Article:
6. Culture and Community
What is the culture of the church? Of the surrounding area? Is there tension within the staff and/or congregation? Is there tension between the church and the surrounding community? Are they close-knit and established, or just getting to know each other? These questions will inform your comfort level of working with certain cultural dynamics inside and outside the church.
7. Political and sociological alignment
Some of the most contentious topics in ministry are political and sociological in nature. Women in Ministry, LGBTQ rights, racial injustices, republican vs. democrat – to name a few. Knowing where you land on these issues will help you better vet who you are comfortable coaching. Remain curious, what might initially seem as a “non-starter” could actually be a learning opportunity for you to grow and expand your appreciation, knowledge-base, and experience.
8. Organization Life Cycle
Orient yourself to the “S-Curve” from the study of organizational life. Imagine a vertical and horizontal line coming together to form a 90-degree angle: the vertical representing “Growth” and the horizontal “Time”. The “S-Curve” consists of three phases: Infancy, Expansion, Maturity. As a church approaches the last stage they can pre-empt the inevitable plateau and decline if they are mindful and able to reinvent themselves. This is a real challenge as 80% of the churches in America are plateaued or in decline. You must be aware of the church’s phase of development and if you are the best to work with them. Or is there someone else that is better suited.
9. Congregational vibe
A vibe is a feeling that you get, or a feeling that is shared in a room. Do you resonate with a vibe that is more urban or suburban, rural or metropolitan, multicultural or homogeneous? Like it or not you have certain biases and prejudices that influence your behavior. Be honest with yourself and know who you gravitate towards and what context make you uncomfortable. If you are from an urban background it might be challenging to connect with a rural congregation, and the opposite is true.
10. Fee Structure
Do your market research, test your rate, assess if this is the fee your services can charge. If your fees are too high, you will not sustain your practice and if too low, you run the risk of working harder than you need burn-out in a short amount of time. Find the sweet spot and stick with that unless something dramatically changes, like a windfall of work that you can’t service. This will allow you to increase your fee incrementally over time until you find the threshold of what you can charge.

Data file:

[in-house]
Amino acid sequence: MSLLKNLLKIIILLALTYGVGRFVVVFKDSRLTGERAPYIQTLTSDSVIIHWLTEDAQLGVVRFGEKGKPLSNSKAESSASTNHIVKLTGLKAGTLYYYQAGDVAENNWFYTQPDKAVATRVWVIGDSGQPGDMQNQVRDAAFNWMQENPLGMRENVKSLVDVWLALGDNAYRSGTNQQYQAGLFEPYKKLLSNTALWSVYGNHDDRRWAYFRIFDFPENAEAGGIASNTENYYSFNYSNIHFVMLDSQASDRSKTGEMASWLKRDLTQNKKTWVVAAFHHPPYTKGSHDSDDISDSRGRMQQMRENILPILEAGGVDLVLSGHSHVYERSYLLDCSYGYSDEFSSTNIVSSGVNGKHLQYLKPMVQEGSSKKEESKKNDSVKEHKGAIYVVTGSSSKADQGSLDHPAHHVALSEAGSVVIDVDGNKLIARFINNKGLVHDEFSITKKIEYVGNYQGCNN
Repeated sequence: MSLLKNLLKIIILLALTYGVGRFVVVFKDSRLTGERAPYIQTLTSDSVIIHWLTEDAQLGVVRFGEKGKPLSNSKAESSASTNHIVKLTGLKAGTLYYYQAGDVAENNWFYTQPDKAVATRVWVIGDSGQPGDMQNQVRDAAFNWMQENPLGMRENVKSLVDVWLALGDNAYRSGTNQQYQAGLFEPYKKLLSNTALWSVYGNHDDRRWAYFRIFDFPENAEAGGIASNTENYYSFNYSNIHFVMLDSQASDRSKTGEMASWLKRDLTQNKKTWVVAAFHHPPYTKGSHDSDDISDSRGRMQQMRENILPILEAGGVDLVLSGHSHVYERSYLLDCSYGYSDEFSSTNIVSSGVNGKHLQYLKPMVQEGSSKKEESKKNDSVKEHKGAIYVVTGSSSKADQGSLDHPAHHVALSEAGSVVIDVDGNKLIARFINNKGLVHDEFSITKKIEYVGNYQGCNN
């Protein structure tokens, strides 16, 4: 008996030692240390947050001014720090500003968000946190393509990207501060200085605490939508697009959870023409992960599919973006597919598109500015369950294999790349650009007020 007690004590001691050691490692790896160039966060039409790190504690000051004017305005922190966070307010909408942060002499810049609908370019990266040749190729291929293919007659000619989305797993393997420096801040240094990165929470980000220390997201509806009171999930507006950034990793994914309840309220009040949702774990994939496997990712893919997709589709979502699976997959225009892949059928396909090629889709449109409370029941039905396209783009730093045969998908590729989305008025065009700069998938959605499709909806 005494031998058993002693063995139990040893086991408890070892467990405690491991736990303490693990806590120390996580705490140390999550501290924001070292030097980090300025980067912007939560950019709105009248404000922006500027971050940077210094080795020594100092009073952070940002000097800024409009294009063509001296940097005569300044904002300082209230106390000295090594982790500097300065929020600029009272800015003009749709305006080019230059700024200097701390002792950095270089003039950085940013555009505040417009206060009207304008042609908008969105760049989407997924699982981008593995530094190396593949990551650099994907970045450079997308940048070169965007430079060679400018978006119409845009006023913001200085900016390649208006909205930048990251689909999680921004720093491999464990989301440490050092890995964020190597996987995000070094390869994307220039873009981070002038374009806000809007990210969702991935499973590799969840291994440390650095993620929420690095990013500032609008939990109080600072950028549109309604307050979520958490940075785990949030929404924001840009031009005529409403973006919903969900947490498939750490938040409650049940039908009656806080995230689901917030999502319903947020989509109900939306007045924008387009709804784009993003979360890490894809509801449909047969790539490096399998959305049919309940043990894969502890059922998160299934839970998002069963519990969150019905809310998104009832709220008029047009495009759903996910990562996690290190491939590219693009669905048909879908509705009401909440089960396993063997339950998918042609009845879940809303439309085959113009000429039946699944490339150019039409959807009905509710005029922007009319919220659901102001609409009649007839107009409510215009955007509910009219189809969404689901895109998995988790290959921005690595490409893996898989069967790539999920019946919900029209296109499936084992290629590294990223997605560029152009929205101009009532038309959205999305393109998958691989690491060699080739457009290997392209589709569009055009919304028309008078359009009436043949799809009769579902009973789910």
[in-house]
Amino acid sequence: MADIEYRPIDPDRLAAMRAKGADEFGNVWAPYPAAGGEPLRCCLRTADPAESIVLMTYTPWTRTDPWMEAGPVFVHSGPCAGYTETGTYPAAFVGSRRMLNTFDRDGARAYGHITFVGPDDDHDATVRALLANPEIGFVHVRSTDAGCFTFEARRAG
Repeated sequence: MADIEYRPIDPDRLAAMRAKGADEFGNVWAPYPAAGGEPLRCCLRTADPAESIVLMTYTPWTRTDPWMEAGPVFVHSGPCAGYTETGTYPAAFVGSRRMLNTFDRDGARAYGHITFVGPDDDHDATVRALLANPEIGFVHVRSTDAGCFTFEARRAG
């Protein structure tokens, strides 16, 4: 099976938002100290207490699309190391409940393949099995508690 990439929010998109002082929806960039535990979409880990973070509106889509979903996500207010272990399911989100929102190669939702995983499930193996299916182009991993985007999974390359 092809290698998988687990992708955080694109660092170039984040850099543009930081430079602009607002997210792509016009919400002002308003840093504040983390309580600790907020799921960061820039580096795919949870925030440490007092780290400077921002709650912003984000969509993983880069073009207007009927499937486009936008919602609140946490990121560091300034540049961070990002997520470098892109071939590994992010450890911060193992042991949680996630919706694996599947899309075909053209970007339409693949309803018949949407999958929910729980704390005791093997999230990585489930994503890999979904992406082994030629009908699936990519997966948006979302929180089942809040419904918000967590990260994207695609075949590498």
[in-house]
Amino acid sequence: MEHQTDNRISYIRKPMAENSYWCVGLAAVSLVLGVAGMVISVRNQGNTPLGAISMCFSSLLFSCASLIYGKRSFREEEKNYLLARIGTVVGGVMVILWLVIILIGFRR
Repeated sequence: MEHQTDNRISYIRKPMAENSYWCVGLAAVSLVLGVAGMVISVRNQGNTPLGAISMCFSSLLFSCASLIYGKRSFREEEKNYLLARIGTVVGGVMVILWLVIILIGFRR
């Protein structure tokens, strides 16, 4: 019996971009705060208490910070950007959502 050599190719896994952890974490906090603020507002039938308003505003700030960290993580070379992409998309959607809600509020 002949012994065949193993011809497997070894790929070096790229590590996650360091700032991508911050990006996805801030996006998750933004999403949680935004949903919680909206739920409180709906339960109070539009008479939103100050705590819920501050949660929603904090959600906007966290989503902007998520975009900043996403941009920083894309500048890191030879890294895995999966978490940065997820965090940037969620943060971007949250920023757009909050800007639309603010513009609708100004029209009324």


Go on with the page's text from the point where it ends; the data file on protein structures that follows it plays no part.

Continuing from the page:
Questions to focus your connecting & networking efforts:
- What are the values that drive my coaching?
- What type of person is fun for me to work with?
- What areas of specialization are my superpowers?
- What type of people drain me?
- What is the “win” for me in coaching my ideal client?
To learn more about leveling up your coaching practice and consider one of our cohorts this fall:
You want to maximize your impact. The most effective coaches are those who have experienced excellent coaching and coach-mentoring. The Christian Coaching Essentials Cohort is designed to equip you with all you need to know to start coaching. Bob and Gary walk you and your peers through foundational principles and get you practicing right away. Learn more HERE.
You’ve got the basics down and have been coaching for a while. You are seeing some traction in your coaching ministry but feel like if your skills were more honed, you could be more effective. It’s time to intentionally move towards coaching excellence. The Coaching Excellence Track combines assessment with one-on-one mentoring and group webinars. Learn more HERE.